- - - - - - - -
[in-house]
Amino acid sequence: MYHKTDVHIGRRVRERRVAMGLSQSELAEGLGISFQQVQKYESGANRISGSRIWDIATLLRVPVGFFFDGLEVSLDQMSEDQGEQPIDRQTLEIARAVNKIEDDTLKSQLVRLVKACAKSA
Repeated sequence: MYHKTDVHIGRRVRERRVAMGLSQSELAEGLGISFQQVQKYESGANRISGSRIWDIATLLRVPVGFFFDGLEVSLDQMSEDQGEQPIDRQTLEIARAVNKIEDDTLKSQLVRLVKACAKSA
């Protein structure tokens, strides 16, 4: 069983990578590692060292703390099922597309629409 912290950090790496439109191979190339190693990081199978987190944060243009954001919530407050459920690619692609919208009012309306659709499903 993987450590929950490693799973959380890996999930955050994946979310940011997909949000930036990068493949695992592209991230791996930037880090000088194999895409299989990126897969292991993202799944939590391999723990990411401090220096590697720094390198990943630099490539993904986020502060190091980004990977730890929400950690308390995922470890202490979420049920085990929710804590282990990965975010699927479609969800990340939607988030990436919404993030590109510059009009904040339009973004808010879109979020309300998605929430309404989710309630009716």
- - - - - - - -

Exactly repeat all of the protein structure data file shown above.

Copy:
[in-house]
Amino acid sequence: MYHKTDVHIGRRVRERRVAMGLSQSELAEGLGISFQQVQKYESGANRISGSRIWDIATLLRVPVGFFFDGLEVSLDQMSEDQGEQPIDRQTLEIARAVNKIEDDTLKSQLVRLVKACAKSA
Repeated sequence: MYHKTDVHIGRRVRERRVAMGLSQSELAEGLGISFQQVQKYESGANRISGSRIWDIATLLRVPVGFFFDGLEVSLDQMSEDQGEQPIDRQTLEIARAVNKIEDDTLKSQLVRLVKACAKSA
């Protein structure tokens, strides 16, 4: 069983990578590692060292703390099922597309629409 912290950090790496439109191979190339190693990081199978987190944060243009954001919530407050459920690619692609919208009012309306659709499903 993987450590929950490693799973959380890996999930955050994946979310940011997909949000930036990068493949695992592209991230791996930037880090000088194999895409299989990126897969292991993202799944939590391999723990990411401090220096590697720094390198990943630099490539993904986020502060190091980004990977730890929400950690308390995922470890202490979420049920085990929710804590282990990965975010699927479609969800990340939607988030990436919404993030590109510059009009904040339009973004808010879109979020309300998605929430309404989710309630009716």